Climate Change and Nuclear Power

By Barnett, Jon | New Zealand International Review, May 2001 | Go to article overview

Climate Change and Nuclear Power


Barnett, Jon, New Zealand International Review


Jon Barnett takes issue with a recent treatment of the issue of climate change.

In the NZIR's November-December 2000 issue (vol 24, no 6), Dr Ron Smith argued that a serious effort at tackling climate change requires a reassessment of our attitudes towards nuclear power. His article contains factual errors, and incorrectly assumes that there has been insufficient attention given to the question of nuclear energy as a solution to climate change. A short corrective response and an alternative perspective will be offered here.

The errors of fact in Smith's article relate to the causes of and responses to climate change. Indeed the title itself conveys a lack of understanding of the issue. There has always been a natural `greenhouse effect' in that some heat from incoming solar radiation is trapped by a `blanket' of greenhouse gases in the atmosphere. The contemporary issue is that since the industrial revolution human emissions of greenhouse gases such as carbon dioxide and methane have been adding to this blanket (enhancing the greenhouse effect). This means more heat is trapped (global warming), which changes the global energy budget and hence global climate. So the problem is known variously as climate change, global warming, or the enhanced greenhouse effect and not, as Smith has it, simply `the greenhouse effect'.

A major error in Smith's paper is his assertion that global temperature is expected to rise by between `1 and 3.5 per cent' (p.7). These figures, originally from the 1995 Second Assessment Report of the Intergovernmental Panel on Climate Change (IPCC), are not expressed as percentage increases but as increases in degrees Celsius. The IPCC's `best estimate' of temperature increase by 2100 is 2 [degrees] C. The recent Third Assessment Report of the IPCC estimates an increase in global mean surface air temperature of between 1.4 and 5.8 [degrees] C by 2100, with a concommittant rise in mean sea-level of between 9 and 88 centimetres.(1)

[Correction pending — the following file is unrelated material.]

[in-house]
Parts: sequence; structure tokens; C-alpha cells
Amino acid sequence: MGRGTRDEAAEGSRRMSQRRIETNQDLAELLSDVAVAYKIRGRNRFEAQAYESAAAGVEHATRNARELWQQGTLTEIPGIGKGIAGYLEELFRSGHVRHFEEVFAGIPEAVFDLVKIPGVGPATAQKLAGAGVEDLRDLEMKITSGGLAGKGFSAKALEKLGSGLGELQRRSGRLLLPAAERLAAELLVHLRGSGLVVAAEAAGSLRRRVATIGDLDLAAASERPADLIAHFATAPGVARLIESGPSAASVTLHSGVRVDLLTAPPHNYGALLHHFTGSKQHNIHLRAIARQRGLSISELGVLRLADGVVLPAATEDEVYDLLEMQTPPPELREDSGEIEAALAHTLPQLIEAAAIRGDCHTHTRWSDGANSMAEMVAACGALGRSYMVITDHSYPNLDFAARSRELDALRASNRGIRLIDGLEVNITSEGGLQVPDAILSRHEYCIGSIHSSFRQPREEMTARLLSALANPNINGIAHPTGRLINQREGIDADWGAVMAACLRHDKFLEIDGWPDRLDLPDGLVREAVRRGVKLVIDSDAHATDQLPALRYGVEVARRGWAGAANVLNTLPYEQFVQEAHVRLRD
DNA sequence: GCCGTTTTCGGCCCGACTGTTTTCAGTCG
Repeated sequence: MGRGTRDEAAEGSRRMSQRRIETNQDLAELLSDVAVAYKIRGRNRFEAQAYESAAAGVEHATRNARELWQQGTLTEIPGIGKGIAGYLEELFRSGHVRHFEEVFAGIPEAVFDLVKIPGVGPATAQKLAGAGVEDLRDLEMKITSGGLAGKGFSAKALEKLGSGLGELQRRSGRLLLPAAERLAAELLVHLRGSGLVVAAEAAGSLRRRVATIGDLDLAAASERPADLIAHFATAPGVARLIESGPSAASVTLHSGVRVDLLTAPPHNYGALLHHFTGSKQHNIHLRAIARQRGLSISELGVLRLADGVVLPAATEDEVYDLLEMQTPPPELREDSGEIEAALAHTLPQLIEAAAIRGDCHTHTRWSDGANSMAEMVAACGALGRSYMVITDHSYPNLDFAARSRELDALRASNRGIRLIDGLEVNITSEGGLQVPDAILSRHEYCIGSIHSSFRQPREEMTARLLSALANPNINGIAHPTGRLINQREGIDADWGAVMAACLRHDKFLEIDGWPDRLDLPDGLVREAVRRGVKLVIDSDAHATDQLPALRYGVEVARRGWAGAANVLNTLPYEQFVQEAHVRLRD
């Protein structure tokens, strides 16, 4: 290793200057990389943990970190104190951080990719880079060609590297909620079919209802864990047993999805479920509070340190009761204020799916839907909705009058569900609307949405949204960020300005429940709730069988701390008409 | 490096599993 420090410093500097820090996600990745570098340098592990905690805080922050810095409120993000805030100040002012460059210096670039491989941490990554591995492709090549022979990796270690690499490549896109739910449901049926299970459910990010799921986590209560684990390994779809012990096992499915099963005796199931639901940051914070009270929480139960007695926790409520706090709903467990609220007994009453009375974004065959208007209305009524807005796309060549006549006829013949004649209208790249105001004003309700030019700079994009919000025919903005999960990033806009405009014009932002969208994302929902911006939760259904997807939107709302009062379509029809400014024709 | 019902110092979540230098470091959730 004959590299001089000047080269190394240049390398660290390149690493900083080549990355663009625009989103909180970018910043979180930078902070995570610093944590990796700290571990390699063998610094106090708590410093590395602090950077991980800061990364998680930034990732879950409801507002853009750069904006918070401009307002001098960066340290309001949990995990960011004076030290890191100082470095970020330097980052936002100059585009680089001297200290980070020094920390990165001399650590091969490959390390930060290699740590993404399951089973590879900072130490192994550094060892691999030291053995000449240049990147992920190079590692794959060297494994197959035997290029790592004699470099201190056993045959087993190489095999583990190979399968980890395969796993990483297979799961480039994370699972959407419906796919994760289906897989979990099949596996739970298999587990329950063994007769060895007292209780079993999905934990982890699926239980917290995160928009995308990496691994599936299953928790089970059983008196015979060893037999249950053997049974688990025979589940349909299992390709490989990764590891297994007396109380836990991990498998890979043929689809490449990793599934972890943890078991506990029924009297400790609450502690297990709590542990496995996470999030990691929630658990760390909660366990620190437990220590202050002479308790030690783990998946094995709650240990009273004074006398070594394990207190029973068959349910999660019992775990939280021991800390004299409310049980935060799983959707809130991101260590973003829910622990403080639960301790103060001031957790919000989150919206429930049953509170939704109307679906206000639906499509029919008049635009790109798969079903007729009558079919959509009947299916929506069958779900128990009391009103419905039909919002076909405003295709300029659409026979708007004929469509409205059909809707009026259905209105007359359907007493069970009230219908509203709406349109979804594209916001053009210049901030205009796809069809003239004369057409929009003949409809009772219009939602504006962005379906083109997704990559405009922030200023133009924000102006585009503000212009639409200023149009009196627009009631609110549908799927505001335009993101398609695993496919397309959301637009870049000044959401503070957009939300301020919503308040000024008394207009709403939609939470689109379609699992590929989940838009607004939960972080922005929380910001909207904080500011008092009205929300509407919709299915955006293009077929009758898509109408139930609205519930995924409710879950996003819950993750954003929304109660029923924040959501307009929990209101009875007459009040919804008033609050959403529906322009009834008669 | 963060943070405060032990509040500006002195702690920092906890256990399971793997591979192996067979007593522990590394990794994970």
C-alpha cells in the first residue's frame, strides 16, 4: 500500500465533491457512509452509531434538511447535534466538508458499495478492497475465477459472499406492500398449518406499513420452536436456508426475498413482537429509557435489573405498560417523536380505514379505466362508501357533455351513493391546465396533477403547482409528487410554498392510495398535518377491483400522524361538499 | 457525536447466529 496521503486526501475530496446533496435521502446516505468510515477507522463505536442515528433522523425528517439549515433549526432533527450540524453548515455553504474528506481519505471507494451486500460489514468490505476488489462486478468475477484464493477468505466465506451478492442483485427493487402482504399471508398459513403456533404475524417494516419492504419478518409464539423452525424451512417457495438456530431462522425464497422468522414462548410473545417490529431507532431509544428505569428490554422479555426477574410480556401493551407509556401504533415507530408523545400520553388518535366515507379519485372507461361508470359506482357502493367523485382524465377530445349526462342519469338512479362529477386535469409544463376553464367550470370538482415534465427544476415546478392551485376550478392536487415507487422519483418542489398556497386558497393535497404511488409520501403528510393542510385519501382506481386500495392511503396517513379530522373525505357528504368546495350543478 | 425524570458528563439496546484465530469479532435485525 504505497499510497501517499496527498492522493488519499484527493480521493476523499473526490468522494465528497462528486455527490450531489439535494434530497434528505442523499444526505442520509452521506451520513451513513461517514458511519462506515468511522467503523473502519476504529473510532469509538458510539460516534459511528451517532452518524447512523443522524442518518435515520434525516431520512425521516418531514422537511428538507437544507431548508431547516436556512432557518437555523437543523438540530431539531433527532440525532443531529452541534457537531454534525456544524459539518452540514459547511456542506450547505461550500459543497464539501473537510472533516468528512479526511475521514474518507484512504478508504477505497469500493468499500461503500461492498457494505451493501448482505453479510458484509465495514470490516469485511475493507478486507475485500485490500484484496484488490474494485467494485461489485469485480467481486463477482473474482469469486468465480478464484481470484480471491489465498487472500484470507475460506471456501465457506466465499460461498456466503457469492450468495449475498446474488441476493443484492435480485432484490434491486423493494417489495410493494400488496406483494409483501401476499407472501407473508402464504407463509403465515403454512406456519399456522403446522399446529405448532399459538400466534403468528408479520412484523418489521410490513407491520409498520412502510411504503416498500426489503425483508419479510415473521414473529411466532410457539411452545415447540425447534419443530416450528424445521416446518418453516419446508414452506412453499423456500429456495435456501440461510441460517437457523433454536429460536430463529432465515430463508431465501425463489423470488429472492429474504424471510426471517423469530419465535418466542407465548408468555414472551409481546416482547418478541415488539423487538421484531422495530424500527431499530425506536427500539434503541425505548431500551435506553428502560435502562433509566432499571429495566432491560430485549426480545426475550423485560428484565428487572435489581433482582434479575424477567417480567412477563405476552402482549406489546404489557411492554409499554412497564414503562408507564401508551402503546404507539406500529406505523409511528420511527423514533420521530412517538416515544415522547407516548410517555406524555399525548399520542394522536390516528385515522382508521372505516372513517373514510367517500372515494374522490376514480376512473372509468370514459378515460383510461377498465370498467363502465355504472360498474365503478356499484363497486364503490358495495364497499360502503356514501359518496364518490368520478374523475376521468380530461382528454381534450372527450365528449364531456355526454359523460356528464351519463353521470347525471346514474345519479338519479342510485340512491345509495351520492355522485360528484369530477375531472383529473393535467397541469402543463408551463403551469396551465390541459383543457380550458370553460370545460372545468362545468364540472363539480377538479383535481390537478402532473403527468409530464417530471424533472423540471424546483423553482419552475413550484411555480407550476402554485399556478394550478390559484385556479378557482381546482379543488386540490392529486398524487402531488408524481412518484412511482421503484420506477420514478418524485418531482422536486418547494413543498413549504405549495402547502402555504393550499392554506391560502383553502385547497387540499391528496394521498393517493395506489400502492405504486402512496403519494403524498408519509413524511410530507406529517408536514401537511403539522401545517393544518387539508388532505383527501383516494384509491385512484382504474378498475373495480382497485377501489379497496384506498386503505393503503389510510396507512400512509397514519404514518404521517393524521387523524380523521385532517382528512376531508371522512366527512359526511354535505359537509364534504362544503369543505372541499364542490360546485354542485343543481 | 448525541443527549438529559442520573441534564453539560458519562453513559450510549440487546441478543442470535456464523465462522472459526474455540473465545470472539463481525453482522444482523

Dr Smith is confused on the matter of the international climate change treaty. He refers to the 1997 `United Nations Climate Change Conference' held at Kyoto. The proper name for this conference was the Third Session of the Conference of Parties (COP-3) to the UN Framework Convention on Climate Change (UNFCCC). The UNFCCC was signed in 1992 at the Earth Summit and has subsequently been ratified by 186 countries (as of 7 September 2000). Smith's paper does not mention the UNFCCC at all, but it is this and not the 1997 Kyoto Protocol which was `the first major step' towards the reduction of greenhouse gases (p.7). Nevertheless, the Kyoto Protocol is important because it sets legally binding targets on developed countries should they ratify. Ratifying parties are required to meet their emission reduction targets by the first commitment period of the years 2008-12 (not, as Smith suggests, 2008-10). Targets are determined relative to the baseline year of 1990. Thus New Zealand's target is 100 per cent of the base year, which is the same level of emissions as in 1990. Thirty countries have ratified the Kyoto Protocol, including five Pacific Island countries (as of 7 September 2000). Smith is correct in noting that no developed country has ratified the Kyoto Protocol, although 84 countries, including New Zealand, have signed.

The most remarkable and grossly misleading error in Dr Smith's paper is his unsubstantiated claim that New Zealand's greenhouse gas emissions are `presently around 60 per cent higher than what they were in 1990' (pp.7-8). The most up-to-date official figures on New Zealand's greenhouse gas emissions are contained in New Zealand's Second National Communication under the UNFCCC.(2) New Zealand's gross emissions of carbon dioxide in 1995 had increased by 7 per cent since 1990, and are expected to increase by 33 per cent by 2020. The best measure of New Zealand's emissions comes from the conversion of all greenhouse gases into common global warming potential units, usually expressed as `carbon dioxide equivalents'. …

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